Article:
In the 1980s, my mother taught home economics at Deacon's School, a secondary in Peterborough. I was 6 and my primary school was just around the corner. At the end of the day, my sister and I would leave our school and go to Deacon's, where we would sit in Mum's class while she taught. To this day, I can darn socks and iron a shirt like a demon. I can do everything you'd expect a person to be able to do if they spent their formative years in a home economics class. I'm amazing.
I have vivid memories of us entering the classroom and Mum telling her students, "Jacob and Rachel are going to sit in on today's lesson, which is all about cooking a shepherd's pie." I think the kids in the class were fascinated. The 15-year-old girls all wanted to hang out with the cute six-year-old boy - they would get me to help them make shepherd's pie and use me as an excuse to have a bit of fun.
Nowadays it would surely be frowned upon: there is inevitably a health and safety rule that forbids six-year-olds from using ovens in home economics classes.
I had an opportunity on Christmas Day about five or six years ago to demonstrate how well Mum had taught me. Twenty people were coming over for lunch, but she had a tremendous migraine so I stepped up and cooked the whole thing. There is no doubt in my mind that it was sitting in on Mum's classes that made it possible for me to do that.
Later in my childhood, after we had moved to Norwich, I went to the Hewett School, where Mum was teaching. One year, I got such a bad school report that she went round all my teachers with a notepad, writing down everything I needed to do to improve. Over the summer holidays, the rule was that I couldn't go out to play with my friends until after lunch - the morning was spent catching up on schoolwork.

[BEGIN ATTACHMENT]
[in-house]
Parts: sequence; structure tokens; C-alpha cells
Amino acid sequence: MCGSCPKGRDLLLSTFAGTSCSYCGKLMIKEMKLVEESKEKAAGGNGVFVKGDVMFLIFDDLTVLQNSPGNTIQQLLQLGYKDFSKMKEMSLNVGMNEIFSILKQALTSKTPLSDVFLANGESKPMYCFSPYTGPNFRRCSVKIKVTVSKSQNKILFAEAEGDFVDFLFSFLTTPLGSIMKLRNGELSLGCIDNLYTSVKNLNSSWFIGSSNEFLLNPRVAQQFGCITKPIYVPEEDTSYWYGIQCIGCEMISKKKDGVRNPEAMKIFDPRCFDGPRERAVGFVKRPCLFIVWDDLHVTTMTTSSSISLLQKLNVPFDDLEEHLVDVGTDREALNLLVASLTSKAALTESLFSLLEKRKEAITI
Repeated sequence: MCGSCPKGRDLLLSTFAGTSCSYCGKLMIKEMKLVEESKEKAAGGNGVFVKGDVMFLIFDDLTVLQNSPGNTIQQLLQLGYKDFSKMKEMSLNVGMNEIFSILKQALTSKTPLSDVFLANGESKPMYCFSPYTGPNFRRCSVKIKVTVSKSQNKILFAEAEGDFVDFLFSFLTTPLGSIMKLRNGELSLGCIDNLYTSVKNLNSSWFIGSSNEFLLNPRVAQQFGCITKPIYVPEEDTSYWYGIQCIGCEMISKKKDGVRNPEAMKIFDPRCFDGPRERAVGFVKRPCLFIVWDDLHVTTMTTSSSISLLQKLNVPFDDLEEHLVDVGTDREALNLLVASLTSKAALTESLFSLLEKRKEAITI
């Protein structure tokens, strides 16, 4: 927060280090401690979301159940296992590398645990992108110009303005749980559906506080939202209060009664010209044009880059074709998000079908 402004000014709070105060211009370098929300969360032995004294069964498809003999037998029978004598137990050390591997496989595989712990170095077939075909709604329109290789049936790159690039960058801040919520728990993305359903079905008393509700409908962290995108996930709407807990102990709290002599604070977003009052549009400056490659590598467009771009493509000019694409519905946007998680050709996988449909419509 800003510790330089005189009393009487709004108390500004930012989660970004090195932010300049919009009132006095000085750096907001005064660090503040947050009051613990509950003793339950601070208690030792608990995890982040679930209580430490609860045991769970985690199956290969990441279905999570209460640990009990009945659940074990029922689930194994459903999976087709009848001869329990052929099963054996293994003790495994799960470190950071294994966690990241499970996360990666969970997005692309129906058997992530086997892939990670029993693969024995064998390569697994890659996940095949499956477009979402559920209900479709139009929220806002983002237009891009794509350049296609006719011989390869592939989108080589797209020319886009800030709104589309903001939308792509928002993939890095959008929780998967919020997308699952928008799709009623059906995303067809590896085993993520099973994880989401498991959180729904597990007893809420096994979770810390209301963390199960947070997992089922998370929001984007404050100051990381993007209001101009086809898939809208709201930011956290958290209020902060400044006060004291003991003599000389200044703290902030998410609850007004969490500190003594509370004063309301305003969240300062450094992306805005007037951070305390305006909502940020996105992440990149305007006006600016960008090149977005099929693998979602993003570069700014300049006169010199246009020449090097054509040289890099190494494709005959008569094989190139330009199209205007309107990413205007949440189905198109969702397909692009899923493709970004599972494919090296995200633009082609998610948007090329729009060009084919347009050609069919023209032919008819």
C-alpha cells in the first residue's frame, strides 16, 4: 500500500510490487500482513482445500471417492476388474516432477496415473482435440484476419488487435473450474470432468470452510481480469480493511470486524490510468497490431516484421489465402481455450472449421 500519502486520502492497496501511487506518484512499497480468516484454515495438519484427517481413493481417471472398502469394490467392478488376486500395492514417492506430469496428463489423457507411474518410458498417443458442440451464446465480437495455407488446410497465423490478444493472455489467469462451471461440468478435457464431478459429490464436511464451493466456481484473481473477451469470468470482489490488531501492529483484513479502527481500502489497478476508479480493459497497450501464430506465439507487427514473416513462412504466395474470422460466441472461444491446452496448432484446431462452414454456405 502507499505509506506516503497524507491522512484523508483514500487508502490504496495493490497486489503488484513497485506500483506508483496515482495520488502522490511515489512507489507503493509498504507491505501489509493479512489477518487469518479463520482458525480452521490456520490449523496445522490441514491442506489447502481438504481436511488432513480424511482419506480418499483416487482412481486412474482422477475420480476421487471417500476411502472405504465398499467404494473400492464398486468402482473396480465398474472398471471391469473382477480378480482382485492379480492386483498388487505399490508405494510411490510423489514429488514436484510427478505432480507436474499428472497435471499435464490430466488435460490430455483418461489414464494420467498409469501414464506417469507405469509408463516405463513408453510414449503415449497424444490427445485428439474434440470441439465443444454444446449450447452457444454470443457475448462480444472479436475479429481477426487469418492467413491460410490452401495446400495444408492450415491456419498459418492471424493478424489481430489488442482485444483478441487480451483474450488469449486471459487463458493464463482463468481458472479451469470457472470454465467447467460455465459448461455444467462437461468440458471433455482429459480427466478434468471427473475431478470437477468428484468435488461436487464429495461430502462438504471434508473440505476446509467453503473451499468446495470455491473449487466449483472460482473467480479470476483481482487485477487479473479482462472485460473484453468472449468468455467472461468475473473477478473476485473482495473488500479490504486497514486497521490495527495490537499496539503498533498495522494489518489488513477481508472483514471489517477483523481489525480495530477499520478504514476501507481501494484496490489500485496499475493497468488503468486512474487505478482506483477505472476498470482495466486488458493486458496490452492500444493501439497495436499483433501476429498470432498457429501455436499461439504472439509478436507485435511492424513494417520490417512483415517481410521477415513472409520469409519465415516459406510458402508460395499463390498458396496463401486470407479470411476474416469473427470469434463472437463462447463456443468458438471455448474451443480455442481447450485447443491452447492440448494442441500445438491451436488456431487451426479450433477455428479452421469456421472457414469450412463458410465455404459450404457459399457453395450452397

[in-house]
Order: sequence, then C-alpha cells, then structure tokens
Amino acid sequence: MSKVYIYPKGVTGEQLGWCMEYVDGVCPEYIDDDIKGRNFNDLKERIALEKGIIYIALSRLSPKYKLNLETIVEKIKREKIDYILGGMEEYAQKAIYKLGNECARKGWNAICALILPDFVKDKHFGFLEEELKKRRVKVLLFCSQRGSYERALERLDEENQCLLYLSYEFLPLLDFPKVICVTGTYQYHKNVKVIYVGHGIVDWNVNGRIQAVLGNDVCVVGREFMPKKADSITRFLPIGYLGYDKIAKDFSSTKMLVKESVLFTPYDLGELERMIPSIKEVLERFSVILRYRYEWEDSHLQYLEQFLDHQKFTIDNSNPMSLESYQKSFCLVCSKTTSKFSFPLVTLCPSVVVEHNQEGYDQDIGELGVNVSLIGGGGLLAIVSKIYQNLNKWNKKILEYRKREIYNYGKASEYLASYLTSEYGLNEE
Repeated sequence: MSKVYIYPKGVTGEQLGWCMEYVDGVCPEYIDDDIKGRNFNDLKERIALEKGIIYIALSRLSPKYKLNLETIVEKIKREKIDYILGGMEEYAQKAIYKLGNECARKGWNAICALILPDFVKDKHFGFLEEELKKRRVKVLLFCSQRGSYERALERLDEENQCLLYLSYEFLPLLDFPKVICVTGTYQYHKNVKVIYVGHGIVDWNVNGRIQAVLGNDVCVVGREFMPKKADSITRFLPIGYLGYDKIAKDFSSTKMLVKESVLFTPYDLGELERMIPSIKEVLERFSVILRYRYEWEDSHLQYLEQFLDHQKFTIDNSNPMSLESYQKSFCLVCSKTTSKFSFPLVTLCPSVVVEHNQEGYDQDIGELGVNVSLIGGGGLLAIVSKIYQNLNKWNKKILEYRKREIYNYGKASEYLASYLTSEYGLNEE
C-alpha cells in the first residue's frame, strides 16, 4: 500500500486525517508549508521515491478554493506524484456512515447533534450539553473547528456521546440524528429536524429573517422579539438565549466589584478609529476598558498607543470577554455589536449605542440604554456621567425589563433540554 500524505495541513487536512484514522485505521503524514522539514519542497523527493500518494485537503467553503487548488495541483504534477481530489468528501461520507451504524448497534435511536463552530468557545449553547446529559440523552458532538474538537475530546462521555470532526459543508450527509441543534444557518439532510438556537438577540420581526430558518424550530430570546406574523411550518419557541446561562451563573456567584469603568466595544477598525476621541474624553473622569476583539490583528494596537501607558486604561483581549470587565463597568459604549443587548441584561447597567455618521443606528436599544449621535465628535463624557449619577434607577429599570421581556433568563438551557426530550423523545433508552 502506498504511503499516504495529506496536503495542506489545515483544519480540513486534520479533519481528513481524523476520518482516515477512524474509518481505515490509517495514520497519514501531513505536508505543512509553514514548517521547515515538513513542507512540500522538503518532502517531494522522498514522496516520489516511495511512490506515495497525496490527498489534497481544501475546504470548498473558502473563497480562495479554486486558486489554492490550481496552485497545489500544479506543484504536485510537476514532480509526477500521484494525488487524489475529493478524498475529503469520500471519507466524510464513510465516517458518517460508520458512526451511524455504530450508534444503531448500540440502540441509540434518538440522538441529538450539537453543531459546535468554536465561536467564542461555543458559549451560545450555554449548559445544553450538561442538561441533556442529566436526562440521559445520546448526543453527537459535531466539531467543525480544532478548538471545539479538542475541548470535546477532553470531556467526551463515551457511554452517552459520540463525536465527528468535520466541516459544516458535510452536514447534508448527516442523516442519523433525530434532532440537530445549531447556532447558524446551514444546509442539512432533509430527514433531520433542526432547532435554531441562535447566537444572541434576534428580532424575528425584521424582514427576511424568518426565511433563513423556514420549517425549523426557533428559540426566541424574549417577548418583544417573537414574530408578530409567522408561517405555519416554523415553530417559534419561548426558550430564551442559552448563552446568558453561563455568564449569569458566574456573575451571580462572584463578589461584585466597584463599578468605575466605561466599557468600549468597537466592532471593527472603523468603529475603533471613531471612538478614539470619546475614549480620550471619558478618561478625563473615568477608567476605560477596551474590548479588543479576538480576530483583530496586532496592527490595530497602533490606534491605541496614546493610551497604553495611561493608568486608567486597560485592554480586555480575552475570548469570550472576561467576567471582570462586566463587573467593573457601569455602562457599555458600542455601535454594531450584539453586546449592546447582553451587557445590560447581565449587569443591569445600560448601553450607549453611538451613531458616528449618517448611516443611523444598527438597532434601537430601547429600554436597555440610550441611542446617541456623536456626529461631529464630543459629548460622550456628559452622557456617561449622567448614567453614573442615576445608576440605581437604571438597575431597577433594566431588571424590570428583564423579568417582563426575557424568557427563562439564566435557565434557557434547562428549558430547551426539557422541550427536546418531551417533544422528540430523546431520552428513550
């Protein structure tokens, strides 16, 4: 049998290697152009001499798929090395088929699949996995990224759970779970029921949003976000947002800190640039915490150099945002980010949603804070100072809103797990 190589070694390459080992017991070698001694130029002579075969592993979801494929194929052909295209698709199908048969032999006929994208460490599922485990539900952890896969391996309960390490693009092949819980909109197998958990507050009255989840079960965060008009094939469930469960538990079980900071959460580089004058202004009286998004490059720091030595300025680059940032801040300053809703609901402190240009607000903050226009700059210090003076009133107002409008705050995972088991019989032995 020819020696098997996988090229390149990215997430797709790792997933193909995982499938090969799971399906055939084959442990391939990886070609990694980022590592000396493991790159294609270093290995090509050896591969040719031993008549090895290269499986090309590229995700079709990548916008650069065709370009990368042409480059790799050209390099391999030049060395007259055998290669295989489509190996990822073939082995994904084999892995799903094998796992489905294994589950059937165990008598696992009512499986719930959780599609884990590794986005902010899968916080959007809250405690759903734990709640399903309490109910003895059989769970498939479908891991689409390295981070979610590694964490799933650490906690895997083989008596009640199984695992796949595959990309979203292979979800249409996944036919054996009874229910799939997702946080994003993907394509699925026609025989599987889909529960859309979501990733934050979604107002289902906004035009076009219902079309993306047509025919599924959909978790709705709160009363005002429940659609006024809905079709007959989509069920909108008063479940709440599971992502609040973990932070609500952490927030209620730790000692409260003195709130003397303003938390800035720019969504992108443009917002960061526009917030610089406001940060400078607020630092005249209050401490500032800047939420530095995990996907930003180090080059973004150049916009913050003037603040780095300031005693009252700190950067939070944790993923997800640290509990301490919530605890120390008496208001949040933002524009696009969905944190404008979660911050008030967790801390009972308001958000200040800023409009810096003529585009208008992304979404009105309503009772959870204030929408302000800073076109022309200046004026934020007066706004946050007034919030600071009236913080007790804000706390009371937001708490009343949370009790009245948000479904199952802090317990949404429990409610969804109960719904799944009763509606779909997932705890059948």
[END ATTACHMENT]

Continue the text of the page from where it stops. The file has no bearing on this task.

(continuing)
I guess she was quite tough. On Twitter, people say things to me like, "Mrs Humphrey taught me, she was well harsh, man." Or, "Your mum always gave me detentions." But she grew up in an era when discipline was vital. There was no messing around with her - you either got it right or you got out.
I had a difficult time at secondary school: I was bullied and ended up changing schools while studying for my GCSEs. In those days, teachers didn't deal with bullying as well as they do now. In fact, the headteacher made me stand up in assembly while he said, "People are bullying Jacob. Please stop it." It was the worst thing he could have done.
He didn't get it but Mum did. I think that, unless you're in a classroom regularly, it can be hard to imagine how bad bullying is for the victim. If you see the situation from the outside only, you could think, "Well, these bullies are only kids. How bad can it be?" But Mum didn't have that mentality. She knew it was a big deal; she knew I wasn't just being a moaning 14-year-old boy.
Jake Humphrey was speaking to Tom Cullen. He will be hosting the British Academy of Film and Television Arts' 2013 Children's Awards on 24 November.
BACK OF THE NET
Born: 7 October 1978
Education: Queen's Drive Infant School, Peterborough, England; Framingham Earl High School, Norwich, Norfolk; the Hewett School, Norwich
Career: Television presenter. Presented BBC Sport's Formula 1 coverage from 2009 to 2012. Main presenter of BT Sport's football coverage.